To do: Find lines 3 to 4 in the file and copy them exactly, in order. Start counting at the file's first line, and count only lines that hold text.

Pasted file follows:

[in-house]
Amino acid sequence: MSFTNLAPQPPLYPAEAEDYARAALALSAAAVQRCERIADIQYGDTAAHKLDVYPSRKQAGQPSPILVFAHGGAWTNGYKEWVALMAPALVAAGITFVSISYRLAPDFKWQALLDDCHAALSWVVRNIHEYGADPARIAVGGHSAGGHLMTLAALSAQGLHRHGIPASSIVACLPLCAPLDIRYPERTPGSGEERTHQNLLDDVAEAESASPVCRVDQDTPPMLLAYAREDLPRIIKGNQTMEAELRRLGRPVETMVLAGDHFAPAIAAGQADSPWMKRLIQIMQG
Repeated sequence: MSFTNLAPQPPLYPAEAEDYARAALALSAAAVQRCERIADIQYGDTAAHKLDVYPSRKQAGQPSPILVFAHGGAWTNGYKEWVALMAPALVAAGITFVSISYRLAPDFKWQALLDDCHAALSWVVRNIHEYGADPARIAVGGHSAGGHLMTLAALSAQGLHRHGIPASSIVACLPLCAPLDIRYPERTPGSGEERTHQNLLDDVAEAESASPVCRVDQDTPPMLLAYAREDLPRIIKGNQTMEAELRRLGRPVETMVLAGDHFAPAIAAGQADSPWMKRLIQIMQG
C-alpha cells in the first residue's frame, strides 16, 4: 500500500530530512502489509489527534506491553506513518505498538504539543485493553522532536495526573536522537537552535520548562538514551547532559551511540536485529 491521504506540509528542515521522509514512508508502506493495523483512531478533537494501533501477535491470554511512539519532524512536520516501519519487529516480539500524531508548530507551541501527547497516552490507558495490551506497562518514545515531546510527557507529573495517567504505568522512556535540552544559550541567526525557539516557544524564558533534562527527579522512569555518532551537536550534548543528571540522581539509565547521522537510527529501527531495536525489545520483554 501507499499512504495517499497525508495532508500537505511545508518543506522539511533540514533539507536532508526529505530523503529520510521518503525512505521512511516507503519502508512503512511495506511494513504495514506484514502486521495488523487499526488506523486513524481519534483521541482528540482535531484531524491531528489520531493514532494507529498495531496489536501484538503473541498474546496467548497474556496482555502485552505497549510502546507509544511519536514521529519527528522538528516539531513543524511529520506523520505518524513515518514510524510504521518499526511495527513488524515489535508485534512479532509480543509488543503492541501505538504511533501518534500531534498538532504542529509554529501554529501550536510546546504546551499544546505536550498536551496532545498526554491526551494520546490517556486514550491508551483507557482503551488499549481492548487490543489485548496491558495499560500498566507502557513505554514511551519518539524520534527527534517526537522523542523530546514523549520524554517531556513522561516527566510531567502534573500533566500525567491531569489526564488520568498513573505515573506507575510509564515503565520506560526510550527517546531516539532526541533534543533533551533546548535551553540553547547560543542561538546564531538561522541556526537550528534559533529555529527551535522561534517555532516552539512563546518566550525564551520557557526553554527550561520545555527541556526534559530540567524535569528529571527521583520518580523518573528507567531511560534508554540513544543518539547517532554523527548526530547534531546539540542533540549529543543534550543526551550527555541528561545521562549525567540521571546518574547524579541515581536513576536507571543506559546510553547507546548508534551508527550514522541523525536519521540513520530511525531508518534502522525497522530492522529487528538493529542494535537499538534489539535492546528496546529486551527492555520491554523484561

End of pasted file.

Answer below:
Repeated sequence: MSFTNLAPQPPLYPAEAEDYARAALALSAAAVQRCERIADIQYGDTAAHKLDVYPSRKQAGQPSPILVFAHGGAWTNGYKEWVALMAPALVAAGITFVSISYRLAPDFKWQALLDDCHAALSWVVRNIHEYGADPARIAVGGHSAGGHLMTLAALSAQGLHRHGIPASSIVACLPLCAPLDIRYPERTPGSGEERTHQNLLDDVAEAESASPVCRVDQDTPPMLLAYAREDLPRIIKGNQTMEAELRRLGRPVETMVLAGDHFAPAIAAGQADSPWMKRLIQIMQG
C-alpha cells in the first residue's frame, strides 16, 4: 500500500530530512502489509489527534506491553506513518505498538504539543485493553522532536495526573536522537537552535520548562538514551547532559551511540536485529 491521504506540509528542515521522509514512508508502506493495523483512531478533537494501533501477535491470554511512539519532524512536520516501519519487529516480539500524531508548530507551541501527547497516552490507558495490551506497562518514545515531546510527557507529573495517567504505568522512556535540552544559550541567526525557539516557544524564558533534562527527579522512569555518532551537536550534548543528571540522581539509565547521522537510527529501527531495536525489545520483554 501507499499512504495517499497525508495532508500537505511545508518543506522539511533540514533539507536532508526529505530523503529520510521518503525512505521512511516507503519502508512503512511495506511494513504495514506484514502486521495488523487499526488506523486513524481519534483521541482528540482535531484531524491531528489520531493514532494507529498495531496489536501484538503473541498474546496467548497474556496482555502485552505497549510502546507509544511519536514521529519527528522538528516539531513543524511529520506523520505518524513515518514510524510504521518499526511495527513488524515489535508485534512479532509480543509488543503492541501505538504511533501518534500531534498538532504542529509554529501554529501550536510546546504546551499544546505536550498536551496532545498526554491526551494520546490517556486514550491508551483507557482503551488499549481492548487490543489485548496491558495499560500498566507502557513505554514511551519518539524520534527527534517526537522523542523530546514523549520524554517531556513522561516527566510531567502534573500533566500525567491531569489526564488520568498513573505515573506507575510509564515503565520506560526510550527517546531516539532526541533534543533533551533546548535551553540553547547560543542561538546564531538561522541556526537550528534559533529555529527551535522561534517555532516552539512563546518566550525564551520557557526553554527550561520545555527541556526534559530540567524535569528529571527521583520518580523518573528507567531511560534508554540513544543518539547517532554523527548526530547534531546539540542533540549529543543534550543526551550527555541528561545521562549525567540521571546518574547524579541515581536513576536507571543506559546510553547507546548508534551508527550514522541523525536519521540513520530511525531508518534502522525497522530492522529487528538493529542494535537499538534489539535492546528496546529486551527492555520491554523484561